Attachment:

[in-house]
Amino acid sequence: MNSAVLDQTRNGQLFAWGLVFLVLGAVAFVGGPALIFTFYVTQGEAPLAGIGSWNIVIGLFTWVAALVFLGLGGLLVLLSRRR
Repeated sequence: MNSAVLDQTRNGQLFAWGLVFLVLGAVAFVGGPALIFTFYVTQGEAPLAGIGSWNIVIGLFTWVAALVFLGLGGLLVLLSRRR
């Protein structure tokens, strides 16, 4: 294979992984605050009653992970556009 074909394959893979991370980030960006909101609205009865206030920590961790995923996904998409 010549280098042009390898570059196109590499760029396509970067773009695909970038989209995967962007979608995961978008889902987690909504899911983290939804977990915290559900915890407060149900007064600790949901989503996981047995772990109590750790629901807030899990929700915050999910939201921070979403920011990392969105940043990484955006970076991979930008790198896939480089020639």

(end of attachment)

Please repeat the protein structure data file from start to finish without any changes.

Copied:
[in-house]
Amino acid sequence: MNSAVLDQTRNGQLFAWGLVFLVLGAVAFVGGPALIFTFYVTQGEAPLAGIGSWNIVIGLFTWVAALVFLGLGGLLVLLSRRR
Repeated sequence: MNSAVLDQTRNGQLFAWGLVFLVLGAVAFVGGPALIFTFYVTQGEAPLAGIGSWNIVIGLFTWVAALVFLGLGGLLVLLSRRR
């Protein structure tokens, strides 16, 4: 294979992984605050009653992970556009 074909394959893979991370980030960006909101609205009865206030920590961790995923996904998409 010549280098042009390898570059196109590499760029396509970067773009695909970038989209995967962007979608995961978008889902987690909504899911983290939804977990915290559900915890407060149900007064600790949901989503996981047995772990109590750790629901807030899990929700915050999910939201921070979403920011990392969105940043990484955006970076991979930008790198896939480089020639």